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Catholic Activity: The "Now Cross"

    Supplies

  • Purple and dark red construction or thick paper
  • white chalk or gel pens, light colored
  • glue
  • Prep Time

  • 1 hour
  • Difficulty

  • Cost

  • $ $ $ $
  • For Ages

  • 3+
  • Activity Types

    Linked Activities

    • None

    Files

    • None

    Linked Recipes

    • None

    Linked Prayers

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    Feasts

    Seasons

To drive home St. Paul's words, Behold, now is the acceptable time; behold, now is the day of salvation (2 Cor 6:2), which express the core imperative of the Lenten season, we use a NOW CROSS. It points up the necessity of spiritual action so that our family may share in the renewal with Christ.

DIRECTIONS

Behold, now is the acceptable time; Behold, now is the day of salvation
(2 Cor. 6:2).

To drive home St. Paul’s words, the core imperative of the Lenten season, we use a NOW CROSS. It points up the necessity of spiritual action so that our family may share in the renewal with Christ. Cut from a single large sheet of purple construction paper available at stationery stores, the cross has glued on its crossarms in two inch letters: N-O-W. These are cut out of dark red construction paper and outlined in white by chalk or by one size-larger white letters. The back cover of this booklet provides a model.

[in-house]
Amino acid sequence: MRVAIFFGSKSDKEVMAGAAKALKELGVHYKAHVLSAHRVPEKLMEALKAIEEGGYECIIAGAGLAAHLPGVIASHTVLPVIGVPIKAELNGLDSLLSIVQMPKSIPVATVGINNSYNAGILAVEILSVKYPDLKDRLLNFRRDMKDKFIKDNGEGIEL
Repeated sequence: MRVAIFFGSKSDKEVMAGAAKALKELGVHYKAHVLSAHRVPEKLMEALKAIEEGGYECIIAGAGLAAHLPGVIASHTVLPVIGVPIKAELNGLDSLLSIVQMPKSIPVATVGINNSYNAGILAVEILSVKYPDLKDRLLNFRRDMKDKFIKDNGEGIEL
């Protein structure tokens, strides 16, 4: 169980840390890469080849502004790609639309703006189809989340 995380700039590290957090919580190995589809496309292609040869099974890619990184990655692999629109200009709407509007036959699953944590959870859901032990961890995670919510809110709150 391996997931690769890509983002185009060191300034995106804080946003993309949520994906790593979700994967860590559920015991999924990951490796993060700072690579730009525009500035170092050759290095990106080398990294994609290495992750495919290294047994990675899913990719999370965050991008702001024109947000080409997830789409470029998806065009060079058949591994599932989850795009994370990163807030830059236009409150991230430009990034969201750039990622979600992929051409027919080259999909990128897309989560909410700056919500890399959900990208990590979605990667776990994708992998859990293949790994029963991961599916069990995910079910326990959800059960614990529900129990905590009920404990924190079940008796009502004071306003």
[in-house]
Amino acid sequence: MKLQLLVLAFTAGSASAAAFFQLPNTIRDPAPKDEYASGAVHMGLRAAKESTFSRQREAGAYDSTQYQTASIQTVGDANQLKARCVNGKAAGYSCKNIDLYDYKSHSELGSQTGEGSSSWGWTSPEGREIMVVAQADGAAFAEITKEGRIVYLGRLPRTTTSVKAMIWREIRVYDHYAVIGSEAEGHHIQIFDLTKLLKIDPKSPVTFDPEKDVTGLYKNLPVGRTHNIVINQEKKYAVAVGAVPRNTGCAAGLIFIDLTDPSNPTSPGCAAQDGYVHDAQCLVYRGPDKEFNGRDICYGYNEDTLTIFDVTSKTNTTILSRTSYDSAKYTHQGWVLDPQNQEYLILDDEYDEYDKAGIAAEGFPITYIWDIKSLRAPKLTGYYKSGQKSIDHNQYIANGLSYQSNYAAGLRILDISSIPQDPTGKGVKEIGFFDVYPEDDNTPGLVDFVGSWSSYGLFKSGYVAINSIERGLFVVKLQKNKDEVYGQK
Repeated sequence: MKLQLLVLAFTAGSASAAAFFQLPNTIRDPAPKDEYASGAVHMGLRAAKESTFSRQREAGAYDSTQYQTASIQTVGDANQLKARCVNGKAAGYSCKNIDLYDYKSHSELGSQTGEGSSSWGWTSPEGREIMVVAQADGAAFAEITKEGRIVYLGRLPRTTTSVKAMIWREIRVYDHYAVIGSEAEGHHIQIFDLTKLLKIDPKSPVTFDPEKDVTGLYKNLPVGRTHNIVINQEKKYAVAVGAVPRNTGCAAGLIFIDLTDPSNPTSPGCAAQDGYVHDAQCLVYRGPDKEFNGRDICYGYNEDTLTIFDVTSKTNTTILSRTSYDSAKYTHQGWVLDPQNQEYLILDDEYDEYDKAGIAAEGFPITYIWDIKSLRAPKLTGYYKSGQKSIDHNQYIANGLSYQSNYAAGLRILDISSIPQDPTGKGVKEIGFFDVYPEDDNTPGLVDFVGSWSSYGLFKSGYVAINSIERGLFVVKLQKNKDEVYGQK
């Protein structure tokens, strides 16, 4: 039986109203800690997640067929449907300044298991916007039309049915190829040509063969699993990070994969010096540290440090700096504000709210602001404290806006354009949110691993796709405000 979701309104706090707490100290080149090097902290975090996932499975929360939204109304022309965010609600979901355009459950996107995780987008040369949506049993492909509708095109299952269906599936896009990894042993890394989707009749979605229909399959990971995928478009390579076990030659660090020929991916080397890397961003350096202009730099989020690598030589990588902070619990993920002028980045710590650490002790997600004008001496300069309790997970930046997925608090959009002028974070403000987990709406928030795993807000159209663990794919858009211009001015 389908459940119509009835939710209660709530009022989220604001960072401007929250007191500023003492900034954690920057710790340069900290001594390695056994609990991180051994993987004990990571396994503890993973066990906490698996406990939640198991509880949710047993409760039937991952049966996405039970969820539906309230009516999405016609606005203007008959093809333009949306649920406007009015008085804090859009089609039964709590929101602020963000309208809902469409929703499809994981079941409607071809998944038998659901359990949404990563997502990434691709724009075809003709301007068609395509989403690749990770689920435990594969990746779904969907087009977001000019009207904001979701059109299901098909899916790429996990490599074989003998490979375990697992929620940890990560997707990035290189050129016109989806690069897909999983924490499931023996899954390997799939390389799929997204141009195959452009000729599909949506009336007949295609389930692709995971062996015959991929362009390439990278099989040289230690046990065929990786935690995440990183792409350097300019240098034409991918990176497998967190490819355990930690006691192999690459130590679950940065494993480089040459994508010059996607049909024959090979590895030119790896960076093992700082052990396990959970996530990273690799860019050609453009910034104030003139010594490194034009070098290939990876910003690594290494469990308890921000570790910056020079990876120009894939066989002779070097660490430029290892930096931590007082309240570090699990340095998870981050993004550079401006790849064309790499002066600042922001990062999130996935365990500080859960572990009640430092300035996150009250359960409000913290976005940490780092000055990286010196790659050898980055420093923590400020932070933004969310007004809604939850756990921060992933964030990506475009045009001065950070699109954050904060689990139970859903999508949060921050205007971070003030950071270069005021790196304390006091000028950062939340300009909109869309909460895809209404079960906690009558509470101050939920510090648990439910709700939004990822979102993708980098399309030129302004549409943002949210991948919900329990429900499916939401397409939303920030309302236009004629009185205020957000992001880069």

This cross helps us to grow in a Christly spirit of giving, to balance our Lenten giving (not "giving up"). It is placed where it may do the most good for the moment: at the main entrance the cross is a reminder to all upon entering, leaving, or going upstairs; on the refrigerator it is a warning to forego snacks and to our "poor eaters" to take something extra as a sacrifice; on the television screen it is a signal that programs are to be curtailed for something better.

In children’s rooms, over their desks, the cross reminds them of prayer pledged, of promptness when they are called. Our choir boy has one; it reminds him, as Lent drags, that the grueling hours of practice done cheerfully "now" are a sacrifice that during Holy Week will "bloom" in the music and liturgy of our parish church.

To teenagers the NOW CROSS is a reminder to pass up not only candy and coke, but more important to avoid the fleeting fun of impurity, to turn promptly from the fascination that evil exercises.

To parents the NOW CROSS could serve as a voice reminding them for forty days of their privilege to implant in their family a deep affection for the first and greatest commandment "to love the Lord, our God."

Children may make their own NOW CROSSES at home. In the school Sister or teacher can help them cut N-O-W from a pattern for a more handsome design.

Activity Source: Holy Lent by Eileen O'Callaghan, The Liturgical Press, Collegeville, Minnesota, 1975

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